Follow These Rabies Rules for Safety
WebMD News Archive
May 12, 2000 -- Call it the paradox of rabies. It is 100% fatal -- but at
the same time, 100% preventable. The key is prompt and effective treatment.
That paradox was certainly on the mind of Karen Slote, of Newton, Mass.,
last month, after her 10-year-old daughter was attacked by a rabid fox. The
small, dog-sized creature snuck up on Nina and a friend as they were walking
bicycles up the street.
"He got her in the back of the calf," Slote says. "He was biting
and scratching at her legs. She fell down. I ran out -- I didn't have a plan --
and luckily the fox just stopped and backed off a little."
The Slote house was actually the third stop for the crazed fox. Earlier that
morning it attacked a baby and a toddler and finished up the day by dueling
with an elderly man who beat it off with a squeegee. That's when Newton Police
took over and shot it dead.
Disturbing as the rampage was, experts suggest it would be better if all
exposures to rabid animals were as obvious. They're not. "In the last
couple of decades, most of those who have died of rabies in the United States
were infected with bat-strain rabies," says Michael McGuill, DVM, public
health veterinarian with the Massachusetts Department of Public Health.
"Only one had a known bite."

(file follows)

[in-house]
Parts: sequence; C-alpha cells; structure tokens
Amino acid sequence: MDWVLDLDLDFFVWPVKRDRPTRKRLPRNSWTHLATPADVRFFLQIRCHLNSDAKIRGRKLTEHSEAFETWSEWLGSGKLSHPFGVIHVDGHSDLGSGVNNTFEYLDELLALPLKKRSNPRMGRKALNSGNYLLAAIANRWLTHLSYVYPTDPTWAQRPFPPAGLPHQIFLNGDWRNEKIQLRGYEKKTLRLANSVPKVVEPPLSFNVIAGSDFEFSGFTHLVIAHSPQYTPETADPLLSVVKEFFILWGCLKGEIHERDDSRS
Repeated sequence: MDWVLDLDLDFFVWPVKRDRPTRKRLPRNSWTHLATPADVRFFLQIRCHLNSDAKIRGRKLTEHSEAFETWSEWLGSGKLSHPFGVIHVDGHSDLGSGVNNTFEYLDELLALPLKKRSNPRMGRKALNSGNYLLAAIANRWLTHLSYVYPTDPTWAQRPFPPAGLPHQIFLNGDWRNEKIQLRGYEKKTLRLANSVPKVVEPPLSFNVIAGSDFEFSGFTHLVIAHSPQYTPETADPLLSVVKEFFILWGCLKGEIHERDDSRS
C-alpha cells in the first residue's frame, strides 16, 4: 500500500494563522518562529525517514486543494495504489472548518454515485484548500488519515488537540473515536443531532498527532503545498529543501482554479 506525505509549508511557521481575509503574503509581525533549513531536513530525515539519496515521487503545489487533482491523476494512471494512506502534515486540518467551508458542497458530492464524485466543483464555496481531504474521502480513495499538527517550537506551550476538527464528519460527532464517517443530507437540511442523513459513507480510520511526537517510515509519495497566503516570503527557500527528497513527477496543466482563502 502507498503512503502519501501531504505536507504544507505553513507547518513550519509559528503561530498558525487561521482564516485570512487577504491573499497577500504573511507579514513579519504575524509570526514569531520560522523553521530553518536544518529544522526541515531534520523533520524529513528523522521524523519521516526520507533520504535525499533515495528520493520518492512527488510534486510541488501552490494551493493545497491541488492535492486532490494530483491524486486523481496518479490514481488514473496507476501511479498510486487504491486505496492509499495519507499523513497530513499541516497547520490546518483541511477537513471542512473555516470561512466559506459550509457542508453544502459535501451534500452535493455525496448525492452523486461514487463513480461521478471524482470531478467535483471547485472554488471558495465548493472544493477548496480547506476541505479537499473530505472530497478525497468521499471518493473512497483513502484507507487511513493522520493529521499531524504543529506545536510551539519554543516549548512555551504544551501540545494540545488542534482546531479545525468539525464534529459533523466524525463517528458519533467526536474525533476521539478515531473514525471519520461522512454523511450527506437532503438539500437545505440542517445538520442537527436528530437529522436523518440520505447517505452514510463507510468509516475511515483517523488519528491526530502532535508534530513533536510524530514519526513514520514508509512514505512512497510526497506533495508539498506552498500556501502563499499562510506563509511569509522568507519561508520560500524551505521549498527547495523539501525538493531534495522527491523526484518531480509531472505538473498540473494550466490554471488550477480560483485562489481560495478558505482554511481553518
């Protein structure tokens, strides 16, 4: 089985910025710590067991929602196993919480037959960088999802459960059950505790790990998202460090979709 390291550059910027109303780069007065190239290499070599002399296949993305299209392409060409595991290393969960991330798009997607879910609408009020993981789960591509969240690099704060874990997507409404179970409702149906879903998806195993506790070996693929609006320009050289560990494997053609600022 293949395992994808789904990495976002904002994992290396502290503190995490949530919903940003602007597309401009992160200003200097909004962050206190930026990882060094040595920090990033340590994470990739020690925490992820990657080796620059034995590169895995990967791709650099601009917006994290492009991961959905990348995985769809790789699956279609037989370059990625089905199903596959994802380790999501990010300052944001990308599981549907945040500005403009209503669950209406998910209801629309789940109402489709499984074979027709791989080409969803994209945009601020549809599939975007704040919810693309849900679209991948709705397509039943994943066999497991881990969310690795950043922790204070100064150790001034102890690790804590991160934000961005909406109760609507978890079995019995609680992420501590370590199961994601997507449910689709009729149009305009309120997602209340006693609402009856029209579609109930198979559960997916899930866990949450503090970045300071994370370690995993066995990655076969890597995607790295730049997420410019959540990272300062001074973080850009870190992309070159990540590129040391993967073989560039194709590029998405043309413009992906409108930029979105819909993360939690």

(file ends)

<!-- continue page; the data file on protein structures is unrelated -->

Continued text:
McGuill says it may be that bat bites are so insignificant that they go
Not that people are dropping dead all over the place from rabies. In its
latest report on the disease, the CDC notes that just 22 humans developed
rabies since 1990, and 20 of those were from bats. Public health investigators
only know that because rabies viruses can be genetically traced to the
animal of origin. In other words, different species of mammals harbor different
strains of rabies. The rampaging fox in Newton got rabies from a rabid raccoon,
McGuill says, but there is also a "fox rabies" virus.
Fortunately, one vaccination type covers all strains of rabies. It's called
human diploid cell vaccine (HDCV) and it's used in conjunction with rabies
immunoglobulin (RIG). The former provides what's known as "active"
immunity -- but it takes around a month to kick in. To cover that time period,
RIG is injected right after the bite. It provides almost immediate protection
from the virus -- which slowly travels up nerves to the spinal cord and brain.
Together they are known as post-exposure prophylaxis (PEP).